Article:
Now, if I were anxious to pass myself off upon my readers as a great and thoughtful man, I might here give an account of the profound thoughts which I think in my daily musings in my pretty churchyard. But, being an essentially commonplace person (as I have no doubt about nine hundred and ninety-nine out of every thousand of my readers also are), I must here confess that generally I walk about the churchyard, thinking and feeling nothing very particular. I do not believe that ordinary people, when worried by some little care, or pressed down by some little sorrow, have only to go and muse in a churchyard in order to feel how trivial and transient such cares and sorrows are, and how very little they ought to vex us. To commonplace mortals, it is the sunshine within the breast that does most to brighten; and the thing that has most power to darken is the shadow there. And the scenes and teachings of external nature have, practically, very little effect indeed. And so, when musing in the churchyard, nothing grand, heroic, philosophical, or tremendous ever suggests itself to me. I look with pleasure at the neatly cut walks and grass. I peep in at a window of the church, and think how I am to finish my sermon for next Sunday. I read over the inscriptions on the stones which mark where seven of my predecessors sleep. I look vacantly at the lichens and moss which have overgrown certain tombstones three or four centuries old. And occasionally I think of what and where I shall be, when the village mason, whistling cheerfully at his task, shall cut out my name and years on the stone which will mark my last resting-place. But all these, of course, are commonplace thoughts, just what would occur to anybody else, and really not worth repeating.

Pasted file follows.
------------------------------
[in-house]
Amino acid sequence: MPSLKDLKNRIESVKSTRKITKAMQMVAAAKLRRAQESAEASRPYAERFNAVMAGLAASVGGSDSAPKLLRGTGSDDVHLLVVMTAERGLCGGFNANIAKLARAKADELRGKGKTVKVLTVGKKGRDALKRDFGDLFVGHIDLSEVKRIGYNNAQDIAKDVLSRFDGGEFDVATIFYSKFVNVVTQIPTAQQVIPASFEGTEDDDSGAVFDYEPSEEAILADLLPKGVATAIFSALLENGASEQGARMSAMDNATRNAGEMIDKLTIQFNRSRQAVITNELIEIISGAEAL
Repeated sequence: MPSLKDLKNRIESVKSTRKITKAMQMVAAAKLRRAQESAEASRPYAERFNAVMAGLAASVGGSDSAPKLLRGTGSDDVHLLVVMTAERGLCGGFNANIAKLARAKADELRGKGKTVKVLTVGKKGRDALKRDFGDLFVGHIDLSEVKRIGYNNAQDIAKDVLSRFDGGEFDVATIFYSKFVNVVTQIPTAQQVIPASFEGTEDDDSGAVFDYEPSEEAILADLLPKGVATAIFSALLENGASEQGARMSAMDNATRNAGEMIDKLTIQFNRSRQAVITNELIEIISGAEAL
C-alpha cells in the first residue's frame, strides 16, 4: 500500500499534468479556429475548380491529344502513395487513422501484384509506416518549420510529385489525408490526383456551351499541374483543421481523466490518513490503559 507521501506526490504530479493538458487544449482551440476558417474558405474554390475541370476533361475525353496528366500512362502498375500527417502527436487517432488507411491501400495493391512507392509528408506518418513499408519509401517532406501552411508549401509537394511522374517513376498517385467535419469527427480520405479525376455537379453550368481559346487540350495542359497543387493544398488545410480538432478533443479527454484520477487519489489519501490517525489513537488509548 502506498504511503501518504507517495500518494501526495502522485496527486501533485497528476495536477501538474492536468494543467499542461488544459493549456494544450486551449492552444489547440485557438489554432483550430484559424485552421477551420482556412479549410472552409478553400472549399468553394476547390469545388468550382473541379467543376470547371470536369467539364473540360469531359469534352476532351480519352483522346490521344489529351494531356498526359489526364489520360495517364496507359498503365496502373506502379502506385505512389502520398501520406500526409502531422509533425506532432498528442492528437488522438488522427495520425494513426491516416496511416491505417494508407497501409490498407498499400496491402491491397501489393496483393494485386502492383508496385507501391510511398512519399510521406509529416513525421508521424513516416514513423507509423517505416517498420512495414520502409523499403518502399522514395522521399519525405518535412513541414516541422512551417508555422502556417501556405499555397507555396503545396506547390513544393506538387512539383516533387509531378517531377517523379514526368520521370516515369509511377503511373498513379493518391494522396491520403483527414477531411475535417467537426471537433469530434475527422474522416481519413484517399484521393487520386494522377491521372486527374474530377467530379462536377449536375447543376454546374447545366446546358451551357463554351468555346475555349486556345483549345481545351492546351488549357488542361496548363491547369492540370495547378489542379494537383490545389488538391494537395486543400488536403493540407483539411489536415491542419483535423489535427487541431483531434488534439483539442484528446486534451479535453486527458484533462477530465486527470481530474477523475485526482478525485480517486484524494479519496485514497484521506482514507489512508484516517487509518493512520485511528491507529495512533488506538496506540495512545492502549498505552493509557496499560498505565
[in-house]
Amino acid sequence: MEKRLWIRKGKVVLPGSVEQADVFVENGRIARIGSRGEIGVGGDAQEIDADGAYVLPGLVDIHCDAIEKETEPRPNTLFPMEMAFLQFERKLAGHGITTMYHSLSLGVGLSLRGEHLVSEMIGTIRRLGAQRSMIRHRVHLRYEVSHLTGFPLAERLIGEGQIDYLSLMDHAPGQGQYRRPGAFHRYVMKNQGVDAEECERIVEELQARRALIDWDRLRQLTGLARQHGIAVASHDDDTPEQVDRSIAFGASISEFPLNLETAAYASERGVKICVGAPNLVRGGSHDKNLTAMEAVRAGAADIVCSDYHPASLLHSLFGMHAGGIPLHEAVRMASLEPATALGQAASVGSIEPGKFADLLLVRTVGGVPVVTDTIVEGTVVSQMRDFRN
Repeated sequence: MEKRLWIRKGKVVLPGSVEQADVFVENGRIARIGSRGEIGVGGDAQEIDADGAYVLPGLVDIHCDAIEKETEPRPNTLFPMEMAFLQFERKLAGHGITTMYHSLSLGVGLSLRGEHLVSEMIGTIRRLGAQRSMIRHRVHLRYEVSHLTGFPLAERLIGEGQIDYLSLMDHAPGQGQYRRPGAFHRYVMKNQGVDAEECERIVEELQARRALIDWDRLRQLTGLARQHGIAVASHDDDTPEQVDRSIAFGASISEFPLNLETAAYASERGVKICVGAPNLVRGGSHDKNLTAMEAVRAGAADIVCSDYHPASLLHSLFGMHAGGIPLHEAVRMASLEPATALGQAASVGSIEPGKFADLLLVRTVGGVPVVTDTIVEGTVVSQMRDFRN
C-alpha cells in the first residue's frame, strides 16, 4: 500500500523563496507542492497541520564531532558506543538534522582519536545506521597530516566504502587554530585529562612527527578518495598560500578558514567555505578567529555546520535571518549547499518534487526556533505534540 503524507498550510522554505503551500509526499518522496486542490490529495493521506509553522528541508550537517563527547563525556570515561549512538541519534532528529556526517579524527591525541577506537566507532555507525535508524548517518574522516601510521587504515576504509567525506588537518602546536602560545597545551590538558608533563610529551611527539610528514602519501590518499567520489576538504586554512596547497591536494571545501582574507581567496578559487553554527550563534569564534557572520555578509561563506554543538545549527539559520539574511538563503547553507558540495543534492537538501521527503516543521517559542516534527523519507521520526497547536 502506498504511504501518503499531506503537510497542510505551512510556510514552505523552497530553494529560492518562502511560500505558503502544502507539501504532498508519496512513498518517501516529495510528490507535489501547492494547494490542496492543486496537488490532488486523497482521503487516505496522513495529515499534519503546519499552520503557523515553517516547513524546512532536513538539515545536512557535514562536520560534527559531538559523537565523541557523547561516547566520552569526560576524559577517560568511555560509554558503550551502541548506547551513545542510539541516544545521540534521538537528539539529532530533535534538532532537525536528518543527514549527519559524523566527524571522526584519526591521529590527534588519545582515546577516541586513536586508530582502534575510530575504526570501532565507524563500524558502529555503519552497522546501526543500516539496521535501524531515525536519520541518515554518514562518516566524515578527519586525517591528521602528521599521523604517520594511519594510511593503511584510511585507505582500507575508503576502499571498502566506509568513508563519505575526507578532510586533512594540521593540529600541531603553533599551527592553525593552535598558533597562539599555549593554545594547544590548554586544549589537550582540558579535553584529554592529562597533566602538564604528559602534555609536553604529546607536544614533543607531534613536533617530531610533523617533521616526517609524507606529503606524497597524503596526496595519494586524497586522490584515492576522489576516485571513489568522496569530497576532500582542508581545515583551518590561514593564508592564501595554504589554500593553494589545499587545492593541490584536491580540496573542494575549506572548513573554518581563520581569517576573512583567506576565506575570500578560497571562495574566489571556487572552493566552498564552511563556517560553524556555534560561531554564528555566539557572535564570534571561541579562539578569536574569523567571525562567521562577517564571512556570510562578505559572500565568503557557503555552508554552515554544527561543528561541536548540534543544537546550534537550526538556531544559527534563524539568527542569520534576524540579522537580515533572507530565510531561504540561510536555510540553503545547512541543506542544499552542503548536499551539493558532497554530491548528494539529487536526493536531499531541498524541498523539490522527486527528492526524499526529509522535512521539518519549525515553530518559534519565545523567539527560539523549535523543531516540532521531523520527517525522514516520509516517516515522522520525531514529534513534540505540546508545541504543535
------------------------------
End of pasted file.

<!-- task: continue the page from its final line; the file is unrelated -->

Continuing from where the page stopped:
And yet, although ‘death, and the house appointed for all living,’ form a topic which has been treated by innumerable writers, from the author of the book of Job to Mr. Dickens; and although the subject might well be vulgarized by having been, for many a day, the stock resort of every commonplace aimer at the pathetic; still the theme is one which never can grow old. And the experience and the heart of most men convert into touching eloquence even the poorest formula of set phrases about the tremendous Fact. Nor are we able to repress a strong interest in any account of the multitude of fashions in which the mortal part of man has been disposed of, after the great change has passed upon it. In a volume entitled God’s Acre, written by a lady, one Mrs. Stone, and published a year or two since, you may find a great amount of curious information upon such points: and after thinking of the various ways of burial described, I think you will return with a feeling of home and of relief to the quiet English country churchyard. I should think that the shocking and revolting description of the burning of the remains of Shelley, published by Mr. Trelawney, in his Last Days of Shelley and Byron, will go far to destroy any probability of the introduction of cremation in this country, notwithstanding the ingenuity and the eloquence of the little treatise published about two years ago by a Member of the College of Surgeons, whose gist you will understand from its title, which is Burning the Dead; or, Urn-Sepulture Religiously, Socially, and Generally considered; with Suggestions for a Revival of the Practice, as a Sanitary Measure. The choice lies between burning and burying: and the latter being universally accepted in Britain, it remains that it be carried out in the way most decorous as regards the deceased, and most soothing to the feelings of surviving friends.